Direct Visual SLAM


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In my last article, we looked at feature-based visual SLAM (or indirect visual SLAM), which utilizes a set of keyframes and feature points to construct the world around the sensor(s). This approach initially enabled visual SLAM to run in real-time on consumer-grade computers and mobile devices, but with increasing CPU processing and camera performance with lower noise, the desire for a denser point cloud representation of the world started to become tangible through Direct Photogrammetric SLAM (or Direct SLAM). A denser point cloud would enable a higher-accuracy 3D reconstruction of the world, more robust tracking especially in featureless environments, and changing scenery (from weather and lighting). In this article, we will specifically take a look at the evolution of direct SLAM methods over the last decade, and some interesting trends that have come out of that.

Direct SLAM started with the idea of using all the pixels from camera frame to camera frame to resolve the world around the sensor(s), relying on principles from photogrammetry. Instead of extracting feature points from the image and keeping track of those feature points in 3D space, direct methods look at some constrained aspects of a pixel (color, brightness, intensity gradient), and track the movement of those pixels from frame to frame. This approach changes the problem being solved from one of minimizing geometric reprojection errors, as in the case of indirect SLAM, to minimizing photometric errors.

The direct visual SLAM solutions we will review are from a monocular (single camera) perspective. Having a stereo camera system will simplify some of the calculations needed to derive depth while providing an accurate scale to the map without extensive calibration.
In the interest of brevity, I’ve linked to some explanations of fundamental concepts that come into play for visual SLAM:

While these ideas help in the deeper understanding of some of the mechanics, we’ll save them for another day.

Dense tracking and mapping (DTAM, 2011)

The DTAM approach was one of the first real-time direct visual SLAM implementations, but it relied heavily on the GPU to make this happen. Grossly simplified, DTAM starts by taking multiple stereo baselines for every pixel until the first keyframe is acquired and an initial depth map with stereo measurements is created. Using this initial map, the camera motion between frames is tracked by comparing the image against the model view generated from the map. With each successive image frame, depth information is estimated for each pixel and optimized by minimizing the total depth energy.
The result is a model with depth information for every pixel, as well as an estimate of camera pose. Since it is tracking every pixel, DTAM produces a much denser depth map, appears to be much more robust in featureless environments, and is better suited for dealing with varying focus and motion blur.
The following clips compare DTAM against Parallel Tracking and Mapping: PTAM, a classic feature-based visual SLAM method.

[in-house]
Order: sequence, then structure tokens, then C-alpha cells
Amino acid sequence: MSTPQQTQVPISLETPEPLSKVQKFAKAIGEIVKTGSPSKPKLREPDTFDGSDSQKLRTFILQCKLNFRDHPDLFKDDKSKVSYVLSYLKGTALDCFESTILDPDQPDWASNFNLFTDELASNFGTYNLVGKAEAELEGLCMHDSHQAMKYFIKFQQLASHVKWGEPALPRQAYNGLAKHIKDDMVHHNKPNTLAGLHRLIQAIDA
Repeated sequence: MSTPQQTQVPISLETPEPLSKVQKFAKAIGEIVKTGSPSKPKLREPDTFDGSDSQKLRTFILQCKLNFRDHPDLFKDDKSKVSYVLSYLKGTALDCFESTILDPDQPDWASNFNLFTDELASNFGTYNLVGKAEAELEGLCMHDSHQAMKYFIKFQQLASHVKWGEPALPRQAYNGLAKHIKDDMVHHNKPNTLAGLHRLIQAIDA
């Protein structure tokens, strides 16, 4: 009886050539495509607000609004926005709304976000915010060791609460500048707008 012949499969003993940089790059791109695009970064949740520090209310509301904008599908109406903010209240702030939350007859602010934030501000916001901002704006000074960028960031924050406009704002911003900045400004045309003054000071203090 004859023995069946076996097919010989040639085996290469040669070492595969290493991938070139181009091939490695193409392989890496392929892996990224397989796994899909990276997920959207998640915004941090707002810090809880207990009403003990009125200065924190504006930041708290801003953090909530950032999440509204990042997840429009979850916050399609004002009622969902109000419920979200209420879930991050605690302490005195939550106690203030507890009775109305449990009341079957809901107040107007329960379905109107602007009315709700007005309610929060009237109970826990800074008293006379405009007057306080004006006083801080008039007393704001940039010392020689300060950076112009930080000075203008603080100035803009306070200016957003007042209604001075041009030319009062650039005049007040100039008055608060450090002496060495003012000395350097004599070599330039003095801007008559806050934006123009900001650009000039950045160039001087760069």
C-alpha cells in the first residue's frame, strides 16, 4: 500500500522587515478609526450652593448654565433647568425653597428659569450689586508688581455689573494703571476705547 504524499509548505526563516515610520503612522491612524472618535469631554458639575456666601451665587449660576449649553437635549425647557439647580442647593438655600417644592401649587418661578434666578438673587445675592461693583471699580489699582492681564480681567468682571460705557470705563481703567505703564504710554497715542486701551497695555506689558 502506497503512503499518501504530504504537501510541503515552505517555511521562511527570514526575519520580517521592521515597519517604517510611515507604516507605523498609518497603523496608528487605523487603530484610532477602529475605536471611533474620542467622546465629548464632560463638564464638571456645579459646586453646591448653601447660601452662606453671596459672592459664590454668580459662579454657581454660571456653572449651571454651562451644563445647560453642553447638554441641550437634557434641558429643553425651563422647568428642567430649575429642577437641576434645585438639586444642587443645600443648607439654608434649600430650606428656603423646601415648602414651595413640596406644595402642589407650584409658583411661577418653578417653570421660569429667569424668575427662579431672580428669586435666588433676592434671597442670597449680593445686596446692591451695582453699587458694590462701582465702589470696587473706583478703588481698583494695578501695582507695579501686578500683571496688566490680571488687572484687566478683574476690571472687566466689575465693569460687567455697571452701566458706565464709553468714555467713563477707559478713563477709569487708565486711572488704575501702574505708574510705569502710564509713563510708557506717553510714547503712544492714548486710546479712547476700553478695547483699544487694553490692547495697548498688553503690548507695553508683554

With rapid motion, you can see tracking deteriorate as the virtual object placed in the scene jumps around as the tracked feature points try to keep up with the shifting scene (right pane). DTAM on the other hand is fairly stable throughout the sequence since it is tracking the entire scene and not just the detected feature points.

Since indirect SLAM relies on detecting sharp features, as the scene’s focus changes, the tracked features disappear and tracking fails. This can occur in systems that have cameras that have variable/auto focus, and when the images blur due to motion.

In this instance, you can see the benefits of having a denser map, where an accurate 3D reconstruction of the scene becomes possible.

Source video:

Visual odometry and SLAM

We will start seeing more references to visual odometry (VO) as we move forward, and I want to keep everyone on the same page in terms of terminology. As described in previous articles, visual SLAM is the process of localizing (understanding the current location and pose), and mapping the environment at the same time, using visual sensors. An important technique introduced by indirect visual SLAM (more specifically by Parallel Tracking and Mapping – PTAM), was parallelizing the tracking, mapping, and optimization tasks on to separate threads, where one thread is tracking, while the others build and optimize the map. For the purposes of this discussion, VO can be considered as focusing on the localization part of SLAM. The VO process will provide inputs that the machine uses to build a map. However, it will need additional functions for map consistency and optimization.

Large Scale Direct SLAM (LSD-SLAM, 2014)

Building on earlier work on the utilization of semi-dense depth maps for visual odometry, Jakob Engel (et al.), proposed the idea of Large Scale Direct SLAM. Instead of using all available pixels, LSD-SLAM looks at high-gradient regions of the scene (particularly edges) and analyzes the pixels within those regions. The idea being that there was very little to track between frames in low gradient or uniform pixel areas to estimate depth. For single cameras, the algorithm uses pixels from keyframes as the baseline for stereo depth calculations.